The present invention has a wing mounted on the fuselage at a relatively large angle of incidence, or alternatively, it has a relatively high-lift wing, so that there is no need to produce α-lift from the body while flying at the design cruise condition. This feature keeps the body at small angles of attack near cruise speeds, just as is usually done in conventional designs.
The most surprising property of the present invention is that even though the airplane has a lifting fuselage, the fuselage does not produce unusually large amounts of lift most of the time--so it does not contribute large amounts of the expected induced drag most of the time. But, α-lift is available from the fuselage at other times, such as landing, when the high drag of a lifting fuselage is acceptable and even desirable.
The preferred angle of attack for the fuselage at the design cruise condition is from -3° to +3° and preferably around zero depending on its profile. The required small angle of attack can be achieved by proper selection of the wing's size and angle of incidence on the fuselage. This arrangement of the incidence angle is similar to that of conventional aircraft; that is, tubular bodies are also usually designed to fly at small angle of attack since they are not intended to produce α-lift. However, this geometry is unusual in a lifting-fuselage/wing airplane since it means that the fuselage produces little or no lift due to its airfoil shape most of the flight. For that reason the configuration should not be viewed as a flying wing. On the other hand, the present fuselage does produce enormous amounts of lift at other times, e.g. at speeds significantly below the chosen cruise design point speed, so it should not be viewed simply as a wide body configuration either.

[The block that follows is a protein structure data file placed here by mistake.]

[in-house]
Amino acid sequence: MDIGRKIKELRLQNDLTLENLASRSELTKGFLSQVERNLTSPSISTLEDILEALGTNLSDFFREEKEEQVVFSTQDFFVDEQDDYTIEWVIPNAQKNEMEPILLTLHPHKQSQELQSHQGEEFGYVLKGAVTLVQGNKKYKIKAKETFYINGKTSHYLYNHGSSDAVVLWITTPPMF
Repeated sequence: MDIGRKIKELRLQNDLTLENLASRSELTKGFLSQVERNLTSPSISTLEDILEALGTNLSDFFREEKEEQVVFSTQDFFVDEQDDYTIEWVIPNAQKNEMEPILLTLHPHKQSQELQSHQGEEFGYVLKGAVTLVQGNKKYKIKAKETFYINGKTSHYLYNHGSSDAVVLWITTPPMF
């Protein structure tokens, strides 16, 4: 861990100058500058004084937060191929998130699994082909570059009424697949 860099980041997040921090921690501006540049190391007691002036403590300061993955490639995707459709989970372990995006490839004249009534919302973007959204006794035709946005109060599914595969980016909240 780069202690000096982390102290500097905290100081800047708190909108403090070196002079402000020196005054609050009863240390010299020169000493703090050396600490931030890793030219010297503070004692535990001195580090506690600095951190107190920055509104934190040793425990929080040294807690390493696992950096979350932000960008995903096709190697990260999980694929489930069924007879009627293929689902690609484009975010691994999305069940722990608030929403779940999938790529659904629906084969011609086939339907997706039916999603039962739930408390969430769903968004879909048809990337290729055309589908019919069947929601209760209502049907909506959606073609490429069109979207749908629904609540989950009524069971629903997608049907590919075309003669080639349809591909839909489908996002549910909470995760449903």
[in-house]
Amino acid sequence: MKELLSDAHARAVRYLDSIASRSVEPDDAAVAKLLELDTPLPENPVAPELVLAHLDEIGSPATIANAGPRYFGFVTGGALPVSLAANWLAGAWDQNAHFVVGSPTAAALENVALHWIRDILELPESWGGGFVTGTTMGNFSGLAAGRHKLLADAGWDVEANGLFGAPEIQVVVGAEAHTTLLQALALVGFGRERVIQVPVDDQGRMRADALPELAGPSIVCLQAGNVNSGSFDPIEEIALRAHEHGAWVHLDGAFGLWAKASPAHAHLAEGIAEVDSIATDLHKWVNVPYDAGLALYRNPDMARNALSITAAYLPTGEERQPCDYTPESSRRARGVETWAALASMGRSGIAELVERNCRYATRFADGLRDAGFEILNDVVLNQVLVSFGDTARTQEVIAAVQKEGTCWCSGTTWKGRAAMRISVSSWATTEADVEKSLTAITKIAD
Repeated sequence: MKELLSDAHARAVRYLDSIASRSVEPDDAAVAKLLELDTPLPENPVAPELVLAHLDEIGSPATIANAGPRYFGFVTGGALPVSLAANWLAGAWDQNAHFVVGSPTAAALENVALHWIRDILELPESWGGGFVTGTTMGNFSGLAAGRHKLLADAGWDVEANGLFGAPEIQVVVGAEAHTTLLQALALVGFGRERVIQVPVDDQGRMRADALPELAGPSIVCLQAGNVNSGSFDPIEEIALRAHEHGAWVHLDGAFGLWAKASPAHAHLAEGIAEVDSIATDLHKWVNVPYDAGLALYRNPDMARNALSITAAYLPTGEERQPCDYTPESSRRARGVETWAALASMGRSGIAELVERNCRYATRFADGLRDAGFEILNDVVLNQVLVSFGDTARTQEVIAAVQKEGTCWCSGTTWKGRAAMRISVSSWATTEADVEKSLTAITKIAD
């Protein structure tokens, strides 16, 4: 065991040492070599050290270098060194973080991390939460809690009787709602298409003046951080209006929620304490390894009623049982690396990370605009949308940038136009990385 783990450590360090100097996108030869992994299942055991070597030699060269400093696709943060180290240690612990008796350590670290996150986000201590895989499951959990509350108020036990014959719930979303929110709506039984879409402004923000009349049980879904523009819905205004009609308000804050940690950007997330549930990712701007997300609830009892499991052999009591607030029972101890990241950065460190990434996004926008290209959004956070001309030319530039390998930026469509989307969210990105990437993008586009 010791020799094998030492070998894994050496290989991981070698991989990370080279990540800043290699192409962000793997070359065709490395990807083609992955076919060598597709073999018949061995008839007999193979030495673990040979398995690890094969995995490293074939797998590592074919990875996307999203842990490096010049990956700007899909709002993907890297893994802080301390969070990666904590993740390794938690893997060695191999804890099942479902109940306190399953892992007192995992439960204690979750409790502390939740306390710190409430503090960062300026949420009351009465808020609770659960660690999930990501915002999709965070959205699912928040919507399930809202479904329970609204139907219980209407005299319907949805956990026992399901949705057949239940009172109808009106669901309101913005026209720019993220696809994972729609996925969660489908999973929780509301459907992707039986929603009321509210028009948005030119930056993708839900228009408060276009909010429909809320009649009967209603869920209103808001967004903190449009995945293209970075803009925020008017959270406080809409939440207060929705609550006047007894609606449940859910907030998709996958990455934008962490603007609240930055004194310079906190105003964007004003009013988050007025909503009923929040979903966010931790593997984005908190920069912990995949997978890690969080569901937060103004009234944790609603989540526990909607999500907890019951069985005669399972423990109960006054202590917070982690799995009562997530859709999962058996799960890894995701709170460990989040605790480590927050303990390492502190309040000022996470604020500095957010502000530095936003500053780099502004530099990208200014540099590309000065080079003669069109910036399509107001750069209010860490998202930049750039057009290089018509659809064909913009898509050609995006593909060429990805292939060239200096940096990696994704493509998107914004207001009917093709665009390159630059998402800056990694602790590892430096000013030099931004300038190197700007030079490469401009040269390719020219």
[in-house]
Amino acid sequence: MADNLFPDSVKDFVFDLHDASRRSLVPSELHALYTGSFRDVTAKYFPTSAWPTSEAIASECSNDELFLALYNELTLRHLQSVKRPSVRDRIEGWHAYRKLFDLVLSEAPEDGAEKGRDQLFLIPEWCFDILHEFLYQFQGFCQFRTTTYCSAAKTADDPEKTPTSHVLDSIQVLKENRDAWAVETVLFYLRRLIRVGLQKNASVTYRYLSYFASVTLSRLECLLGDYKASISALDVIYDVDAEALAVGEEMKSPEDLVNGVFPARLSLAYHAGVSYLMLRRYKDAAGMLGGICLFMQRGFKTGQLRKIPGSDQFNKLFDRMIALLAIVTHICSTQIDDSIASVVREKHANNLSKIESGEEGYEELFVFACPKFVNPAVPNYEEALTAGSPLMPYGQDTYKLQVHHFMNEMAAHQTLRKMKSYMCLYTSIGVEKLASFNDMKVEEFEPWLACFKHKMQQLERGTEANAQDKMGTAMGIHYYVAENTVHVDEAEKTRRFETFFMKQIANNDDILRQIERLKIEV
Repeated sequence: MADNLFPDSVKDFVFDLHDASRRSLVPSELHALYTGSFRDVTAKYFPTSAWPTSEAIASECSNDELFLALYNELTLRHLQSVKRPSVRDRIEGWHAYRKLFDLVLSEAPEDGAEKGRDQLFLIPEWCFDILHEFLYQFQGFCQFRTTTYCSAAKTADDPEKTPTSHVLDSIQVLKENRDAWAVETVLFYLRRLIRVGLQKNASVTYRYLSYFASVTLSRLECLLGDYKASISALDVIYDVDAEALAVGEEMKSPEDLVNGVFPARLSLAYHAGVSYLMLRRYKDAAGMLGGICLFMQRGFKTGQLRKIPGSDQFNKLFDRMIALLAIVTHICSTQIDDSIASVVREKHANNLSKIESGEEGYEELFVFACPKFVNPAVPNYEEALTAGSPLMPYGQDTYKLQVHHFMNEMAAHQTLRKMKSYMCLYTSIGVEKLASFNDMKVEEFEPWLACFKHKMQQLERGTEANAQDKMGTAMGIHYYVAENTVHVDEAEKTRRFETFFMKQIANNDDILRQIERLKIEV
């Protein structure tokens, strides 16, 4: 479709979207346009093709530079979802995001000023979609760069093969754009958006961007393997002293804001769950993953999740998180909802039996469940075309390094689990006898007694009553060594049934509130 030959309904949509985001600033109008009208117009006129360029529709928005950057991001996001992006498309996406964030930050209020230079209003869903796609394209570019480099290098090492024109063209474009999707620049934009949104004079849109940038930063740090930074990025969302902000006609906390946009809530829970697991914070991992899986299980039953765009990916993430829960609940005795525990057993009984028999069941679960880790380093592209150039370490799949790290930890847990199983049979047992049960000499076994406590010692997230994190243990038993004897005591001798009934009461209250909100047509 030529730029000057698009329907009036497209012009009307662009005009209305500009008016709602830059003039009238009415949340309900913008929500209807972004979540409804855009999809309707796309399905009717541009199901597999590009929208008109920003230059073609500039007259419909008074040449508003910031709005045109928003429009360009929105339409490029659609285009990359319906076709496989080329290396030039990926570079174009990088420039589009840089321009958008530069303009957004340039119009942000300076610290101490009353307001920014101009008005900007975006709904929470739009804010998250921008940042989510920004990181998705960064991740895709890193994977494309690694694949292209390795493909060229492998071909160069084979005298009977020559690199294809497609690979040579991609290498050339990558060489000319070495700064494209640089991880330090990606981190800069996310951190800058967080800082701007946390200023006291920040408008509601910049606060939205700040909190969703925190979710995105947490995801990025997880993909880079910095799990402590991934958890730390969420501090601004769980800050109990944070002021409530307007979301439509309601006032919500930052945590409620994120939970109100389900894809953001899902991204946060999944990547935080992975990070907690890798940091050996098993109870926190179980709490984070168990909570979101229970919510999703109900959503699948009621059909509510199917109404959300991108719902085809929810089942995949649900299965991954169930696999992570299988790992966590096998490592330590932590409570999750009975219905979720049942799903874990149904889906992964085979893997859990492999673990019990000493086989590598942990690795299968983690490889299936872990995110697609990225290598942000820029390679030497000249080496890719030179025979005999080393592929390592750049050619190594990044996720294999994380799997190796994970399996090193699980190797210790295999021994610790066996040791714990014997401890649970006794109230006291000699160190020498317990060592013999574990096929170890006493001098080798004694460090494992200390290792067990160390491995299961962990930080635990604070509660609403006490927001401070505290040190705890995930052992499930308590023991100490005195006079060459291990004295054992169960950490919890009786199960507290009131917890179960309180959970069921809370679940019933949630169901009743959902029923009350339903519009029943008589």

The high α-lift at lower speeds can best be obtained if the fuselage has sufficient surface area and is made wide enough to be an efficient lifting body at angles of attack above about 4°. This requirement calls for 1) a fuselage aspect ratio (ARf)=(bf)2 /Sf of 0.33 to 1.10, and 2) a surface area (Sf) at least equal to the wing area (Sw), each quantity determined with all landing gear, flaps and the like retracted. The ARf is preferably 0.38 to 0.75 and Sf /Sw ranges from 1.0 to 4.0, preferably 1.2 to 1.8. It is possible to design the fuselage so that the total lift vector (L) continues to rise with increasing angle of attack even after the wing has stalled, although the lift curve is not linear after the stall is reached. As mentioned above, if the fuselage or wing has a high-lift device, such as a flap, which increases the total surface area upon deployment, the increased area is not included in Sf and Sw when calculating ARf or the ratio of Sf to Sw.